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Sedona night sky

See Sedona by night

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postedMarch 1, 2020
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Tucked away in the mountains of northern Arizona, Sedona is a thriving arts and outdoor community. The city also is a hot spot for stargazing, which is evidenced by the fact that, in 2014, it was named an International Dark Sky Community by the International Dark-Sky Association.

“When the sun goes down and Sedona’s red rocks are blanketed by darkness, it’s possible to watch a heavenly light show and see the entire galaxy on the right night,” says Jennifer Wesselhoff, president/CEO of the Sedona Chamber of Commerce & Tourism Bureau. “Sedona’s skies are free of most of the light pollution that blocks stargazing in large cities, plus our 4,500-foot elevation decreases the air space between viewers and space.”

During the night sky experiences, which are led by professional astronomers, participants get an overview of planets, galaxies, star clusters, and nebula, and can see them through large powerful telescopes. Programs also can be tailored to specific themes or interests.

“Participants meet the expert at the agreed-upon location, and the tour begins with an overview of the constellations using a high-power laser pointer,” says Wesselhoff. “Our local astronomers are exceptionally knowledgeable and provide an educational and entertaining experience.”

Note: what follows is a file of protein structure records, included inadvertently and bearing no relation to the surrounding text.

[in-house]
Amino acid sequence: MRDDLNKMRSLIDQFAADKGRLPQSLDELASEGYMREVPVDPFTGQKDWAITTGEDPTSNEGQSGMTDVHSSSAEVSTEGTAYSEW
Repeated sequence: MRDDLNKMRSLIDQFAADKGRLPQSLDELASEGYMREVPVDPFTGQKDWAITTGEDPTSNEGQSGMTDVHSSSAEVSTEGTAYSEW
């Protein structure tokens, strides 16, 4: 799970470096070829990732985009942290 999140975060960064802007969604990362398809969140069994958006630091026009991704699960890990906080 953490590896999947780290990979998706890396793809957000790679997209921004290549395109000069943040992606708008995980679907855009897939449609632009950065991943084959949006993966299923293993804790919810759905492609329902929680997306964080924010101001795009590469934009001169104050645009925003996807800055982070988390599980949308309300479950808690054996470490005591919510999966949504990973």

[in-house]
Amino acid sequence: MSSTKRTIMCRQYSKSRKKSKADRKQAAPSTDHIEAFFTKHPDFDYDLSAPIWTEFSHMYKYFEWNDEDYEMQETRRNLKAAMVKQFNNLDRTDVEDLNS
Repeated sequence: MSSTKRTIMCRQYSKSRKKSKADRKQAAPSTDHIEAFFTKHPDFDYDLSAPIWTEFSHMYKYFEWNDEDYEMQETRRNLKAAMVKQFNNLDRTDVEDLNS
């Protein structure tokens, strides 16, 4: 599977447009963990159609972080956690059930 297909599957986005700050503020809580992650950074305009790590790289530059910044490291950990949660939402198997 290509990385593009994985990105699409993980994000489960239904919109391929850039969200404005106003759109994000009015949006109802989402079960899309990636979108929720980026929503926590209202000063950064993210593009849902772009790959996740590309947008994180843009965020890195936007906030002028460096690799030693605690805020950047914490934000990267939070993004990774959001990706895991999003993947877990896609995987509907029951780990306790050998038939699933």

Some of the places to take in the dark skies are Fay Canyon Trail, Marg’s Draw Trailhead, and Thunder Mountain Trailhead. Fay Canyon is known as a good spot to see shooting stars and Marg’s Draw, which includes iconic Snoopy Rock, provides a scenic wilderness backdrop.

“You’ll come for a captivating sunset at Thunder Mountain, but you’ll stay for the unforgettable 360˚ view of the Sedona starscape,” adds Wesselhoff.

And, the good news is that the conditions are always right—no matter the month—for taking in the splendor of the night sky.

“Sedona’s haze-free, cloud-free skies make stargazing possible most nights of the year, and the transparency of the desert air, because it is free of humidity, increases visibility,” Wesselhoff adds.

To find out more, email the bureau’s Sachiko Sado or go to visitsedona.com.

Top photo: Sedona night sky
Photo by Sedona Chamber of Commerce & Tourism Bureau

 


Support for Courier articles provided by:
Antelope Canyon Tours
Cochise County Tourism Council
Cumbres & Toltec Scenic Railroad
Grand Canyon Plaza Hotel
Moab Area Travel Council
Visit Durango